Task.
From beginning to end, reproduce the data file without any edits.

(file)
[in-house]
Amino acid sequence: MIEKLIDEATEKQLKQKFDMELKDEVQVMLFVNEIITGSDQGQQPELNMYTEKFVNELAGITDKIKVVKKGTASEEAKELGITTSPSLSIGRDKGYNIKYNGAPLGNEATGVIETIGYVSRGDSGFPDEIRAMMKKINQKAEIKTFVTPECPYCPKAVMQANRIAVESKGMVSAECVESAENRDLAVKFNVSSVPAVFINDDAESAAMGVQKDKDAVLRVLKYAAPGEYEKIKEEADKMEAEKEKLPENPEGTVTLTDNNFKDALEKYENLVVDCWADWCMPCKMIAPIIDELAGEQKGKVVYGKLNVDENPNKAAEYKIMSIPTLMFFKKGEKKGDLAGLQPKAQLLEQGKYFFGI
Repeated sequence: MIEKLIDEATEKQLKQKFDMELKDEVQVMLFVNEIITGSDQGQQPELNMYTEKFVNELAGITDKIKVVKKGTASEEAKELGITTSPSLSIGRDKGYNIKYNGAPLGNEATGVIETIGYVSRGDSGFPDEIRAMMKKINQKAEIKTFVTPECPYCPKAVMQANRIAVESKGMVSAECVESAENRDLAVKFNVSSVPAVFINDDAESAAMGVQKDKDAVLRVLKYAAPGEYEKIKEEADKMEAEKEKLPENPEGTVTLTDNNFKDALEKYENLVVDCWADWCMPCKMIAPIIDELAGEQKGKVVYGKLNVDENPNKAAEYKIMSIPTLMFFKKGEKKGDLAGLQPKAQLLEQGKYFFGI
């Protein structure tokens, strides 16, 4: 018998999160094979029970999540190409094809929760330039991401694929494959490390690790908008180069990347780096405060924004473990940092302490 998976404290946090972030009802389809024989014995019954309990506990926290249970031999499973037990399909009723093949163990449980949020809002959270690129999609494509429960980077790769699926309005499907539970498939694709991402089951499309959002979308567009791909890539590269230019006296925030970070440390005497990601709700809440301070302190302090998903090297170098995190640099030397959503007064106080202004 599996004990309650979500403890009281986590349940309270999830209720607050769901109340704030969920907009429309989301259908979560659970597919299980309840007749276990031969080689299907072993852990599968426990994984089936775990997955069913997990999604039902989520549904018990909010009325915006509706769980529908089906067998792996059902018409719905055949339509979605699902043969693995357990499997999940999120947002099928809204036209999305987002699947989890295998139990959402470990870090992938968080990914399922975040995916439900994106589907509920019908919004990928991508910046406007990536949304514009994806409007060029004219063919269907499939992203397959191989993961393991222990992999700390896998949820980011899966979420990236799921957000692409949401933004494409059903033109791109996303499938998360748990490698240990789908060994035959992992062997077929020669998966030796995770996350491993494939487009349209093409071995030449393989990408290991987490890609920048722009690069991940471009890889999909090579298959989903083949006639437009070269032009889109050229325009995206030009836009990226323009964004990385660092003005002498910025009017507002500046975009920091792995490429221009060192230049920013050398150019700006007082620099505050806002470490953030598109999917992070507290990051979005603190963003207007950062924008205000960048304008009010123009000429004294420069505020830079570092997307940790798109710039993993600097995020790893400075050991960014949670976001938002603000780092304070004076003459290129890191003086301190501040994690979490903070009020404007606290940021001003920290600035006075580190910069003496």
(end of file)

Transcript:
[in-house]
Amino acid sequence: MIEKLIDEATEKQLKQKFDMELKDEVQVMLFVNEIITGSDQGQQPELNMYTEKFVNELAGITDKIKVVKKGTASEEAKELGITTSPSLSIGRDKGYNIKYNGAPLGNEATGVIETIGYVSRGDSGFPDEIRAMMKKINQKAEIKTFVTPECPYCPKAVMQANRIAVESKGMVSAECVESAENRDLAVKFNVSSVPAVFINDDAESAAMGVQKDKDAVLRVLKYAAPGEYEKIKEEADKMEAEKEKLPENPEGTVTLTDNNFKDALEKYENLVVDCWADWCMPCKMIAPIIDELAGEQKGKVVYGKLNVDENPNKAAEYKIMSIPTLMFFKKGEKKGDLAGLQPKAQLLEQGKYFFGI
Repeated sequence: MIEKLIDEATEKQLKQKFDMELKDEVQVMLFVNEIITGSDQGQQPELNMYTEKFVNELAGITDKIKVVKKGTASEEAKELGITTSPSLSIGRDKGYNIKYNGAPLGNEATGVIETIGYVSRGDSGFPDEIRAMMKKINQKAEIKTFVTPECPYCPKAVMQANRIAVESKGMVSAECVESAENRDLAVKFNVSSVPAVFINDDAESAAMGVQKDKDAVLRVLKYAAPGEYEKIKEEADKMEAEKEKLPENPEGTVTLTDNNFKDALEKYENLVVDCWADWCMPCKMIAPIIDELAGEQKGKVVYGKLNVDENPNKAAEYKIMSIPTLMFFKKGEKKGDLAGLQPKAQLLEQGKYFFGI
């Protein structure tokens, strides 16, 4: 018998999160094979029970999540190409094809929760330039991401694929494959490390690790908008180069990347780096405060924004473990940092302490 998976404290946090972030009802389809024989014995019954309990506990926290249970031999499973037990399909009723093949163990449980949020809002959270690129999609494509429960980077790769699926309005499907539970498939694709991402089951499309959002979308567009791909890539590269230019006296925030970070440390005497990601709700809440301070302190302090998903090297170098995190640099030397959503007064106080202004 599996004990309650979500403890009281986590349940309270999830209720607050769901109340704030969920907009429309989301259908979560659970597919299980309840007749276990031969080689299907072993852990599968426990994984089936775990997955069913997990999604039902989520549904018990909010009325915006509706769980529908089906067998792996059902018409719905055949339509979605699902043969693995357990499997999940999120947002099928809204036209999305987002699947989890295998139990959402470990870090992938968080990914399922975040995916439900994106589907509920019908919004990928991508910046406007990536949304514009994806409007060029004219063919269907499939992203397959191989993961393991222990992999700390896998949820980011899966979420990236799921957000692409949401933004494409059903033109791109996303499938998360748990490698240990789908060994035959992992062997077929020669998966030796995770996350491993494939487009349209093409071995030449393989990408290991987490890609920048722009690069991940471009890889999909090579298959989903083949006639437009070269032009889109050229325009995206030009836009990226323009964004990385660092003005002498910025009017507002500046975009920091792995490429221009060192230049920013050398150019700006007082620099505050806002470490953030598109999917992070507290990051979005603190963003207007950062924008205000960048304008009010123009000429004294420069505020830079570092997307940790798109710039993993600097995020790893400075050991960014949670976001938002603000780092304070004076003459290129890191003086301190501040994690979490903070009020404007606290940021001003920290600035006075580190910069003496």